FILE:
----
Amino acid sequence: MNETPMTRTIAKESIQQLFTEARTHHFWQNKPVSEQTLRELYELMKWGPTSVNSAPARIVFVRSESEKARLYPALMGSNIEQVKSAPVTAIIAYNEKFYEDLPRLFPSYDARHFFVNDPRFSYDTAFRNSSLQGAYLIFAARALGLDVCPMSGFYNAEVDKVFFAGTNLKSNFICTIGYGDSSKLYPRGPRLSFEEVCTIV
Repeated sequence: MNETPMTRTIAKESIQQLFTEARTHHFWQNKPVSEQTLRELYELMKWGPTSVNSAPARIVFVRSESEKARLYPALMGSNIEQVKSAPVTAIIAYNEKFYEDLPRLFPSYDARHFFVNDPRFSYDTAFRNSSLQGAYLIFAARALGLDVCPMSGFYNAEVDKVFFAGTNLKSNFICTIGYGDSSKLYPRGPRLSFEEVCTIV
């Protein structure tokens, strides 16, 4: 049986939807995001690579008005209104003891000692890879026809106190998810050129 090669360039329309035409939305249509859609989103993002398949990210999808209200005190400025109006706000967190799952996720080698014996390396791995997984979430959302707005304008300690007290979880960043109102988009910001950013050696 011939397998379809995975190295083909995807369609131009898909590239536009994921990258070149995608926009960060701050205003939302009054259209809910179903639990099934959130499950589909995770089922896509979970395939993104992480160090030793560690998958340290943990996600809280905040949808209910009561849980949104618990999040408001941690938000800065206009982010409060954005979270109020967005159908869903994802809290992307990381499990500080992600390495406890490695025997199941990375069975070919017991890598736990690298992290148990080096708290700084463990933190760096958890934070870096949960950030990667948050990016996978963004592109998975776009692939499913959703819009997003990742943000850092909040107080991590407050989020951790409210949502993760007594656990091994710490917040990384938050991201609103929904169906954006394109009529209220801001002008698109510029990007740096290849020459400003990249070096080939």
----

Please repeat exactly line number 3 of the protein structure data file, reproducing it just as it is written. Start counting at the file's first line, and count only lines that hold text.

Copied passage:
């Protein structure tokens, strides 16, 4: 049986939807995001690579008005209104003891000692890879026809106190998810050129 090669360039329309035409939305249509859609989103993002398949990210999808209200005190400025109006706000967190799952996720080698014996390396791995997984979430959302707005304008300690007290979880960043109102988009910001950013050696 011939397998379809995975190295083909995807369609131009898909590239536009994921990258070149995608926009960060701050205003939302009054259209809910179903639990099934959130499950589909995770089922896509979970395939993104992480160090030793560690998958340290943990996600809280905040949808209910009561849980949104618990999040408001941690938000800065206009982010409060954005979270109020967005159908869903994802809290992307990381499990500080992600390495406890490695025997199941990375069975070919017991890598736990690298992290148990080096708290700084463990933190760096958890934070870096949960950030990667948050990016996978963004592109998975776009692939499913959703819009997003990742943000850092909040107080991590407050989020951790409210949502993760007594656990091994710490917040990384938050991201609103929904169906954006394109009529209220801001002008698109510029990007740096290849020459400003990249070096080939």